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Aston Martin DB7

Aston Martin DB7 Published: 15th Sep 2016 - 0 Comments - Be the first, contribute now!

Aston Martin DB7
Aston Martin DB7
Aston Martin DB7
Aston Martin DB7
Aston Martin DB7
Aston Martin DB7
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Why not own a....? Aston Martin DB7

The words ‘Aston’ and ‘bargain’ don’t exactly go together but the ‘Jag in drag’ DB7 is, for the majority of us, the last chance we’ll realistically get of owning one. In Aston terms, at least, this XJ-S-derived supercar can be regarded as ‘inexpensive’ thanks to the £20K needed for a reasonable car becomes fairly affordable and attainable to most of us at a stretch – if we cut out luxuries like food? But as DB7 values start to level off and even climb, the time to look for one is now or it will become yet another DB that slipped out of reach.

Model choice

Overlooking a handful of limited special editions, there’s four mainstream DB7s to consider, the Straight six (I6) and the V12, both in fastback and Volante drophead forms. Hard driving 007s will probably find that the stiffer-shelled coupés handle that bit better than the delightful convertibles because the latter ride on slightly softer suspensions plus lack a rear anti roll bar into the bargain. And being 150kg heavier are a tad less agile.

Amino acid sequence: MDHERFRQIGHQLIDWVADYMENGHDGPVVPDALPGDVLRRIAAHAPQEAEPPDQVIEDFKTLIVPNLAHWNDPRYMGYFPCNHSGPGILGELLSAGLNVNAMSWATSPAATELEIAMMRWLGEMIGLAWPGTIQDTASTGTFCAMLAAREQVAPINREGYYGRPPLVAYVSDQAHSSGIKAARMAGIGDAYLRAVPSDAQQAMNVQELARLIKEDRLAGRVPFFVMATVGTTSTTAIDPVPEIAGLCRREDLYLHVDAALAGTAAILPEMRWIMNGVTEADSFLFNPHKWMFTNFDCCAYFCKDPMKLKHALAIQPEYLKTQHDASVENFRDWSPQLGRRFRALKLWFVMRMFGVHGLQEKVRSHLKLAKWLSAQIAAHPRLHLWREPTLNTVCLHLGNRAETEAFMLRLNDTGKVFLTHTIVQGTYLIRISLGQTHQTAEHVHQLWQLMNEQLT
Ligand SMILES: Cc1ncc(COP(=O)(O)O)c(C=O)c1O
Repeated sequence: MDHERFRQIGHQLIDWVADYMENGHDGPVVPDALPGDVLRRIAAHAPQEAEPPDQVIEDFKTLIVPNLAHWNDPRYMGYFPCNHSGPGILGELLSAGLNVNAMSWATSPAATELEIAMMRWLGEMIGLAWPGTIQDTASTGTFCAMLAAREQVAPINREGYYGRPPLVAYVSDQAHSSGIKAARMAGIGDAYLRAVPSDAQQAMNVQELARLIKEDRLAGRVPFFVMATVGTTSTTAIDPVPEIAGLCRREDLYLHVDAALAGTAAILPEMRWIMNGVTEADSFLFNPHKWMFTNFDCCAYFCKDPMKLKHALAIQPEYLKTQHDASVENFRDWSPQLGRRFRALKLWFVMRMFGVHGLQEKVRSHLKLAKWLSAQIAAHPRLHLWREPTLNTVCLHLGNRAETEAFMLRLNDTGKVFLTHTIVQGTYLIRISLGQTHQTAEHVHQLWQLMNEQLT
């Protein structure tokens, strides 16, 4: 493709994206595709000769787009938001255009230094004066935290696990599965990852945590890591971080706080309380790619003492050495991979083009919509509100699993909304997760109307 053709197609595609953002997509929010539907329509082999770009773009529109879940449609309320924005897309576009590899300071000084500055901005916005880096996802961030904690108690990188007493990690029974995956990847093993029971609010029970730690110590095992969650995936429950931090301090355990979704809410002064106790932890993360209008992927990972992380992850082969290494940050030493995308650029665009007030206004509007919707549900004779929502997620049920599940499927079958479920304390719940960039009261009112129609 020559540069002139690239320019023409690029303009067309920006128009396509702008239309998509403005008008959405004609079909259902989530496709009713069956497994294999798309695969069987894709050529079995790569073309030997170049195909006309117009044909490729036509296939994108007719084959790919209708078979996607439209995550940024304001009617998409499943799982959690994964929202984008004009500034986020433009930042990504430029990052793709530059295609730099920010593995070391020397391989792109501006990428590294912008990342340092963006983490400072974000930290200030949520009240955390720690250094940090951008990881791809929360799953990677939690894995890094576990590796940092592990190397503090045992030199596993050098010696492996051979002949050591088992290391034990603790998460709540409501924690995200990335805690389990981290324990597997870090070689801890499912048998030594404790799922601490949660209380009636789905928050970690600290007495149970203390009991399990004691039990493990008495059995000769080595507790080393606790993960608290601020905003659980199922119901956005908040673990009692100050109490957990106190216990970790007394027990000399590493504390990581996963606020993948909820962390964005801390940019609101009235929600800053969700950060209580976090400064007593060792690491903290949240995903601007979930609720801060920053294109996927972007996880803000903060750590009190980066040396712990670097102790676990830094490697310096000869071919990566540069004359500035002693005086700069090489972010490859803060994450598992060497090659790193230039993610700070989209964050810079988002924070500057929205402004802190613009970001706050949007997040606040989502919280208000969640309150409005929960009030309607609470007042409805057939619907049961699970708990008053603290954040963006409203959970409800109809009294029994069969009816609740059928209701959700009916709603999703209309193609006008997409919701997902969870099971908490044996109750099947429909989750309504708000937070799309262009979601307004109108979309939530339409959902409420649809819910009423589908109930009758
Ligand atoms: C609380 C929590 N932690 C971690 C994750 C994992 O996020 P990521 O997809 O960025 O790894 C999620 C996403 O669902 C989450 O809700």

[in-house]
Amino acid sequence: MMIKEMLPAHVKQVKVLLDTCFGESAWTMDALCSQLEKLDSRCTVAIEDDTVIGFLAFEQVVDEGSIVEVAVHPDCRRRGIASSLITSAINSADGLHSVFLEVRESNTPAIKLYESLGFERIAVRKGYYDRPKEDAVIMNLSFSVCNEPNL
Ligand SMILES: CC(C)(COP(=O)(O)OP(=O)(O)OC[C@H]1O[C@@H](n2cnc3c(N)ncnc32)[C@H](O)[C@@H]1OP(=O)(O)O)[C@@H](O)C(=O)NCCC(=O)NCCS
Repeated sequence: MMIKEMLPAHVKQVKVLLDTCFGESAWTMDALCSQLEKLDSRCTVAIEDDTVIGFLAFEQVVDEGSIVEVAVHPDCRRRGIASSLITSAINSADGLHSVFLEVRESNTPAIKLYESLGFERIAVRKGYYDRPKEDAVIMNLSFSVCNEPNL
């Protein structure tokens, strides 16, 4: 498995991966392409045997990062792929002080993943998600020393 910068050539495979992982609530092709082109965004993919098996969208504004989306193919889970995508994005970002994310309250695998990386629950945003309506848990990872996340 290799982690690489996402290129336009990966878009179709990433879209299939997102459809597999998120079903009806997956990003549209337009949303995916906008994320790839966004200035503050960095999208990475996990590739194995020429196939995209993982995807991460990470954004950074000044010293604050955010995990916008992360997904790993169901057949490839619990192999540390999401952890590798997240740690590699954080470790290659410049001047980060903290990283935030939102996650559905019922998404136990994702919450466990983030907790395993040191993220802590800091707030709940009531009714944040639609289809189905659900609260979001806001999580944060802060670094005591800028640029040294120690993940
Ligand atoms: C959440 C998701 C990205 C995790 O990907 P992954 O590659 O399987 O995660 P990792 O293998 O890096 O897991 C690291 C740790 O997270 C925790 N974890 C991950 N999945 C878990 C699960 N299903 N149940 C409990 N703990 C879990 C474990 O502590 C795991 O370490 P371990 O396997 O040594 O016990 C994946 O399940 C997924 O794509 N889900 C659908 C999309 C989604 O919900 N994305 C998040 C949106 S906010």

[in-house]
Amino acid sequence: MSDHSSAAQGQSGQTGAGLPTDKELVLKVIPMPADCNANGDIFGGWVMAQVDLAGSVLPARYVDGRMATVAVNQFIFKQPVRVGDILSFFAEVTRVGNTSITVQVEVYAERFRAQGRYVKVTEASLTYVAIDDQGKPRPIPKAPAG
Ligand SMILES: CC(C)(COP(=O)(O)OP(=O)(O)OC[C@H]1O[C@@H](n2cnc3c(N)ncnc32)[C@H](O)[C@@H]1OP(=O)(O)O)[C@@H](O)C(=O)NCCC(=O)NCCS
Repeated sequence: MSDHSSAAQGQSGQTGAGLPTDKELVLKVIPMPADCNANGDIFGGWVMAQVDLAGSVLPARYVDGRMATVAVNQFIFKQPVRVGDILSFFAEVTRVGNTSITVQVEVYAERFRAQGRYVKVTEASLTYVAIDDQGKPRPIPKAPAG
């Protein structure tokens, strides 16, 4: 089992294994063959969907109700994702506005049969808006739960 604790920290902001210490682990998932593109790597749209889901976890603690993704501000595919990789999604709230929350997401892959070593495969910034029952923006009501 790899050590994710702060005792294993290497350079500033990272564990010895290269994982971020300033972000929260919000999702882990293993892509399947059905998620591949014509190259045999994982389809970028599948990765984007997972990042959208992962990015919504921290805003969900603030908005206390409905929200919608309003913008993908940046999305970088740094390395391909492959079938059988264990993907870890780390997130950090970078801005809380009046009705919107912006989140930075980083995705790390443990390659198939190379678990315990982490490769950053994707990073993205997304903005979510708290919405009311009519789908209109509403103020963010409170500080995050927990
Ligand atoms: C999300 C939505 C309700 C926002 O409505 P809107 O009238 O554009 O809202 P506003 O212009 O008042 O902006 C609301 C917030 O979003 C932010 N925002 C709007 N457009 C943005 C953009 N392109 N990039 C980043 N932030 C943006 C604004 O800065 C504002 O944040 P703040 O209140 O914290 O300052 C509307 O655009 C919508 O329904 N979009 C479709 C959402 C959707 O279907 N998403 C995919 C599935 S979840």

Bar room chat has it that it wasn’t until the V12-engined Vantage surfaced that the DB7 became the car it should have all along, although it depends whether you want the extra performance or the cachet of a V12. Some DB7 specialists feel that the original XJR-based, racing-derived supercharged six gave the car a more thoroughbred feel. You’ll have to try both to compare… but here at Classic Motoring we’ve never believed that the straight six DB7 is a second stringer.

The I6 is certainly the cheapest way to join the Aston Martin club and while you see, automatic I6s usually, under the £20,000 barrier this has to be the bottom line for something decent as a surprising number on the market are in a pretty shocking state while worringly looking the part.

Remember the DB7 Wheeler Dealers brought back to spec and made less than a grand for all Edd’s and Mike’s troubles? With a DB7 you invariably get what you pay for say the experts.